A LESSON IN MANNERS: Winner of the Serena McDonald Kennedy Award
Want a sample? Hear audio of the author reading select stories over at SoundCloud:
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Also available as a Kindle ebook at Amazon
About the book
The ten stories in this haunting and hilarious collection offer a how-to manual for dealing with love, lies, and loneliness. Sam Wesson, an up-and-coming country-western singer, plots to get pregnant without her boyfriend’s consent, while Dacey, already pregnant, confronts her cheating husband over her secret checking account. Andrea rescues a stray dog to avoid facing her complicated human relationships. Sarah, an exotic dancer, longs for employment at a religious theme park, and Amelia dreams of creating impossible bonsai. Whether facing life-threatening illness or life-threatening loss, these characters scheme in humble, funny, sympathetic, and outrageous ways to find an etiquette that will deliver them from disappointment and shield them from crushing grief.
From the reviews:
Urban takes readers on an amazing journey in this exceptional collection of short stories. She travels from a nameless hospital in the title story, where a young woman is trying to understand how her once perfectly healthy younger sister could be slowly dying of a tumor, to a Tennessee bar, where an up-and-coming country western singer yearns to make a baby with her unsuspecting boyfriend (“The Memoirs of Sam Wesson”), to an Evanston, Ill., center for healing, where an emotionally damaged employee is on the cusp of recovering from the death of her beloved adopted sister (“Planet Joy”). The author has an uncanny ability to explore relationships, love, and loss in a fresh and original way. In “Trying to Find a Corndog in Tompkins County,” an Arkansas woman, pregnant with her first child, contemplates fleeing the husband who raped her in order to claim the future she was meant to have. In “Welcome to the Holy Land,” an exotic dancer seeks redemption in a Tampa religious theme park, having fallen in love with the actor who plays Jesus in one of the exhibits. These are powerful stories told by a strong voice and written with vivid precision, leaving readers wondering what happens to the characters after their stories end.
—Publisher’s Weekly starred review
The collection . . . is lovely from beginning to end. While the pining for change links her stories, Urban employs different tones and forms to create a collection that offers readers variation on the through line. Her characters, in even the briefest of the stories, are fully realized, their hopes, fears, and disappointments vital on the page.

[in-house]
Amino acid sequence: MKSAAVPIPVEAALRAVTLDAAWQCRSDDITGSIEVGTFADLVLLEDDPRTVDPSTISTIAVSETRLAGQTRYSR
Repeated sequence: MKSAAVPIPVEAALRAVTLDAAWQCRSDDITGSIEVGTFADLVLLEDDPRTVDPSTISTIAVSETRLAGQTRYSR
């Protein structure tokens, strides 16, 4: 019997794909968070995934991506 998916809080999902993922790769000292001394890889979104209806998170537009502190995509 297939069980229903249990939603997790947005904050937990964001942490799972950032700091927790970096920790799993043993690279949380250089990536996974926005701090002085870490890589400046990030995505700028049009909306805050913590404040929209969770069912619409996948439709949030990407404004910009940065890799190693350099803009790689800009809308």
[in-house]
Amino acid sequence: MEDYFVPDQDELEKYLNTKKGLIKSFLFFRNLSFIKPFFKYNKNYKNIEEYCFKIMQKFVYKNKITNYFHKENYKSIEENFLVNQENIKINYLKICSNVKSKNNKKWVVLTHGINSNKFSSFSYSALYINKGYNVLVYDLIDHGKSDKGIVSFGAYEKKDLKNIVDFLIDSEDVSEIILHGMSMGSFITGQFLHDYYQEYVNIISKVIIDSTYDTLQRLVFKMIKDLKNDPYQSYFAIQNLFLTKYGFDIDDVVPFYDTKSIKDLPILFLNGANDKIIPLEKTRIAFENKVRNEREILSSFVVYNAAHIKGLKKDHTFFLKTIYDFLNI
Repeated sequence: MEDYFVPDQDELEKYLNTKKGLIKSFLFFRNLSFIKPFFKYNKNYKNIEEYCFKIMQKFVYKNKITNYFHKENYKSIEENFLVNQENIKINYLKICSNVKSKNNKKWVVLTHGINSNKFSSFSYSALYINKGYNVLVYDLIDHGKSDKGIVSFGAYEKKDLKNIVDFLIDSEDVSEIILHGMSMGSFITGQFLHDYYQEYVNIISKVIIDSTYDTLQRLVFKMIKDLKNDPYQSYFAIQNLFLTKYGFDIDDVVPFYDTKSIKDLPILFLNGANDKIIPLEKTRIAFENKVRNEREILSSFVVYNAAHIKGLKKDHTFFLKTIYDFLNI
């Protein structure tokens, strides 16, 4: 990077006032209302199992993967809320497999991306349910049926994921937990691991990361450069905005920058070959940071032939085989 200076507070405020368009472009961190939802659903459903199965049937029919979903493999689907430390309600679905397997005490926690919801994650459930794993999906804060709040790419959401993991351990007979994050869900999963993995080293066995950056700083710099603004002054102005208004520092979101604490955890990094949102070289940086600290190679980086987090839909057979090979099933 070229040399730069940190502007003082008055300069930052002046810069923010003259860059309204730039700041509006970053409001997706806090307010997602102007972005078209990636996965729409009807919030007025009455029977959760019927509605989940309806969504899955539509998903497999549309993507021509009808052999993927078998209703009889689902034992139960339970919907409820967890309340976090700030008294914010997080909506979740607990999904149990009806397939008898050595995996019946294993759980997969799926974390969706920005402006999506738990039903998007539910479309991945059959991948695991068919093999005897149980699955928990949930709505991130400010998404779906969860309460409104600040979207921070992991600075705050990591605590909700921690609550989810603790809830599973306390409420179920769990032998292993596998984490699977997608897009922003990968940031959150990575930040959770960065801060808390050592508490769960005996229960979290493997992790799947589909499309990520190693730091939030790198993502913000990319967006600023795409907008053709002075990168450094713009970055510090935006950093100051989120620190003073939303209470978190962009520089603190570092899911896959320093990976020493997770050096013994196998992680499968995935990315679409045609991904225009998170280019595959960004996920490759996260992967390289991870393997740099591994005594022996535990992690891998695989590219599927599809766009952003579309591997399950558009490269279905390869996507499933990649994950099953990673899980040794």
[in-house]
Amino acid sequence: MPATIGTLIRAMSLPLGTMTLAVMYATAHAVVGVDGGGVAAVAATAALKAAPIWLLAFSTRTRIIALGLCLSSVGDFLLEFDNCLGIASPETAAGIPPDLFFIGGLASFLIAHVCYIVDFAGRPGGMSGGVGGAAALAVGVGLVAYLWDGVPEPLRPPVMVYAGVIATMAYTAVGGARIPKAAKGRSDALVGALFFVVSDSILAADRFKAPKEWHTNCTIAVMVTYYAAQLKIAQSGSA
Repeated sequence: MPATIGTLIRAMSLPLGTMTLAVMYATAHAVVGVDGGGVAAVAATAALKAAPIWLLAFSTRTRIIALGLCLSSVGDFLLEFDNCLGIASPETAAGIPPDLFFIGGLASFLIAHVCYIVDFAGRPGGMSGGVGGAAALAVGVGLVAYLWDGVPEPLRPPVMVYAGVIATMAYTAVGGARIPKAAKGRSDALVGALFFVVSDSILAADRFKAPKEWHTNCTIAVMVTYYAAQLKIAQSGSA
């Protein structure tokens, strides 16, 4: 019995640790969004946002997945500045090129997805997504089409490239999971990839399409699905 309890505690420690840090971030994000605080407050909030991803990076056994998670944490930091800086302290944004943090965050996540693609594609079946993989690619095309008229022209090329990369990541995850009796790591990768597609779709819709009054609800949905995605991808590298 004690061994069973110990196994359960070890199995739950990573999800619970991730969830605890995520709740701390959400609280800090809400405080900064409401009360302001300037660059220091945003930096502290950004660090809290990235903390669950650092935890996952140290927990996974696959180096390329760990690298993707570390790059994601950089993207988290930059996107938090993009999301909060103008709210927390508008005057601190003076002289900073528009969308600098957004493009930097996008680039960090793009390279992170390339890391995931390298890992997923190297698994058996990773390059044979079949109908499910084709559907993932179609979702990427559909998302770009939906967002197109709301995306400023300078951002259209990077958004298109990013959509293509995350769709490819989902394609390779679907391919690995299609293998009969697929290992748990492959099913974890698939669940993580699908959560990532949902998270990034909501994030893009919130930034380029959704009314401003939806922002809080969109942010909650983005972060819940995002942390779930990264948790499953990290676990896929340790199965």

Urban leavens the heartbreak of her stories with flashes of humor, even when characters are at their lowest point. . . A Lesson in Manners is the work of a sure-handed storyteller with insight into the heart and its deepest desires.
—Rob Cline, Cedar Rapids Gazette
Judge Jacob M. Appel, author of The Biology of Luck, Scouting for the Reaper, The Magic Laundry, and The Man Who Wouldn’t Stand Up, wrote of the collection:
“Great” storytellers are as striking as they are rare, and what usually sets one apart is a voice that announces the author as an important, distinctive presence on the literary scene. Only a few pages into A Lesson in Manners, I realized Misty Urban had such a voice.
A Lesson in Manners serves up a panoramic view of the American experience—stories that vary considerably in technique and tone, yet all display the author’s vibrant imagination and keen eye for emotional truth. Some of the stories harness the inventive techniques of postmodernism, such as “Sally”, where we discover that, while we have been engrossed in the life of the title character, “the real story has been going on across the street.” Others serve up realism at its starkest, like the exploration of a wife’s financial infidelity in “Trying to Find a Corndog in Tompkins County.” From a co-ed’s encounter with cancer to a tale of grief and recovery set against the political dynamics of an alternative treatment center in suburban Illinois, Urban’s stories lead us into worlds that are unfamiliar, yet somehow recognizable in their parallels to our own. Most of all, what sets these stories apart is their deep authenticity. At every turn, one senses the author’s compassion for her subjects, and the more she cares, the more we feel ourselves caring as well.
Infused with crystalline language reminiscent of Bobbie Ann Mason and Ann Beattie, and a narrative playfulness recalling Donald Barthelme and John Barth, these stories bring us something truly not seen before in American literature. A Lesson in Manners is an extraordinary collection that distills the lives of ordinary people—refreshing, compelling, and moving.
Writing with Research, Clinton Public Library, July 20
Join me at the Clinton Public Library in Clinton, IA, to discuss how to use research in writing creative nonfiction, fiction, and family history. I’m delighted to be in a distinguished line-up of these Clinton Library author events.
Serena McDonald Kennedy August Book Tour
This August I’ll be going on the road to read with fellow Serena McDonald Kennedy award winner Patricia O’Donnell, whose short story collection Gods for Sale has just been published by Snake Nation Press. We’ll start with an appearance on August 19 at the wonderful River City Lights bookstore in Dubuque, and the fun will unfold from there. I’ll post details as I know them.
Clinton Book Festival, August 26
I’ll be at Clinton Community College this Saturday at the Third Annual Clinton Book Festival, featuring an all-star cast of local and regional authors celebrating the writing and the reading of good books. Stop by and say hi!